One of the more onerous of the compromises in the Ethic grew out of publishers' desire to protect their sales figures. It involved intentional tampering with computer programs to prevent a program from being easily copied by users, perhaps for distribution without further payment to the publisher or author. The software publishers called this process "copy protection," but a substantial percentage of true hackers called it war.
Crucial to the Hacker Ethic was the fact that computers, by nature, do not consider information proprietary. The architecture of a computer benefited from the easiest, most logical flow of information possible. Someone had to substantially alter a computer process to make data inaccessible to certain users. Using one short command, a user could duplicate an "unprotected" floppy disk down to the last byte in approximately thirty seconds. This ease was appalling to software publishers, who dealt with it by "copy-protecting" disks: altering the programs by special rou¬tines which prevented the computer from acting naturally when someone tried to copy a disk. A digital roadblock that did not enhance the program's value to the user, but benefited the seller of the program.
The publishers had legitimate reason to resort to such unaesthetic measures. Their livelihood was invested in software. This was not MIT where software was subsidized by some institution. There was no ARPA footing the bill. Nor was this the Homebrew Computer Club, where everyone was trying to get his hardware built and where software was written by hobbyists, then freely swapped. This was an industry, and companies would go broke if no one bought software. If hackers wanted to write games free and hand them out to friends, that was their business. But the games published by On-Line and Braderbund and Sirius were not merely paper airplanes of truth released into the wind to spread computer gospel. They were products. And if a person coveted a product of any sort in the United States of America, he or she had to reach into a pocket for folding green bills or a plastic credit card in order to own it.
It drove publishers crazy, but some people refused to recognize this simple fact. They found ways to copy the disks, and did. These people were most commonly hackers.
Users also benefited from breaking disks. Some of them could rattle off a list of rationalizations, and you would hear them recited like a litany in meetings of users' groups, in computer stores, even in the letters column of Softalk. Software is too expensive. We only copy software we wouldn't buy anyway. We only do it to try out programs. Some of the rationalizations were compelling—if a disk was copy-protected, a legitimate owner would be unable to make a backup copy in case the disk became damaged. Most software publishers offered a replacement disk if ; you sent them a mangled original, but that usually cost extra, and | besides, who wanted to wait four weeks for something you already paid for?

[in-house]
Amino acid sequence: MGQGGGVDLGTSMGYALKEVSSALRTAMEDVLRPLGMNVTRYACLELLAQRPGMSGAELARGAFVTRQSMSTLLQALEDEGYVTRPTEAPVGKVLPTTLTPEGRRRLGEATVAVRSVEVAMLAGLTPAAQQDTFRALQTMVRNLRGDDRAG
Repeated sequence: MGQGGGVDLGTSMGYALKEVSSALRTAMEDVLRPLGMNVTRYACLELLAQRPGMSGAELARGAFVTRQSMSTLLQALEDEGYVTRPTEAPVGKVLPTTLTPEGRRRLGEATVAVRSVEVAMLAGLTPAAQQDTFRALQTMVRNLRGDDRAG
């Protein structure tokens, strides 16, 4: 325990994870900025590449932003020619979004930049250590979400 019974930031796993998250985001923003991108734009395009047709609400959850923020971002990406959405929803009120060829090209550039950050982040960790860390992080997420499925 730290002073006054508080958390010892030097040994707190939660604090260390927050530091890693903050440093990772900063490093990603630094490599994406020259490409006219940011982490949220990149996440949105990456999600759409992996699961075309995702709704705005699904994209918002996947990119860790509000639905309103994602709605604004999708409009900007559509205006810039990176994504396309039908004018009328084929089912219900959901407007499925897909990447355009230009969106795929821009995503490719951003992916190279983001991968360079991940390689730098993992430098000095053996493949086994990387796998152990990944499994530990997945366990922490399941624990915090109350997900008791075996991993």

But to hackers, breaking copy protection was as natural as breathing. Hackers hated the fact that copy-protected disks could not be altered. You couldn't even look at the code, admire tricks and learn from them, modify a subroutine that offended you, insert your own subroutine . . . You couldn't keep working on a program until it was perfect. This was unconscionable. To hackers, a program was an organic entity that had a life indepen¬dent from that of its author. Anyone who could contribute to the betterment of that machine-language organism should be wel¬come to try. If you felt that the missiles in Threshold were too slow, you should be welcome to peruse the code and go deep into the system to improve on it. Copy protection was like some authority figure telling you not to go into a safe which contains machine-language goodies . . . things you absolutely need to improve your programs, your life, and the world at large. Copy-protect was a fascist goon saying, "Hands off." As a matter of principle, if nothing else, copy-protected disks must therefore be "broken." Just as the MIT hackers felt compelled to compromise "security" on the CTSS machine, or engaged in lock hacking to liberate tools. Obviously, defeating the fascist goon copy-protect was a sacred calling and would be lots of fun.
Early varieties of copy-protect involved "bit-shifting" routines that slightly changed the way the computer read information from the disk drive. Those were fairly simple to beat. The companies tried more complicated schemes, each one broken by hackers. One renegade software publisher began selling a program called Locksmith, specifically designed to allow users to duplicate copy¬protected disks. You didn't have to be a hacker, or even a pro-grammer, to break copy protection anymore! The publisher of Locksmith assured the Apple World that his intent, of course, was only to allow users to make backup copies of programs they'd legally purchased. He insisted that users were not necessarily abusing his program in such a way that publishers were losing sales. And Buckminster Fuller announced he was becoming a With most publishers guessing that they lost more than half their business to software pirates (Ken Williams, with characteristic hyperbole, estimated that for every disk he sold, five or six were P'rated from it), the copy-protection stakes were high.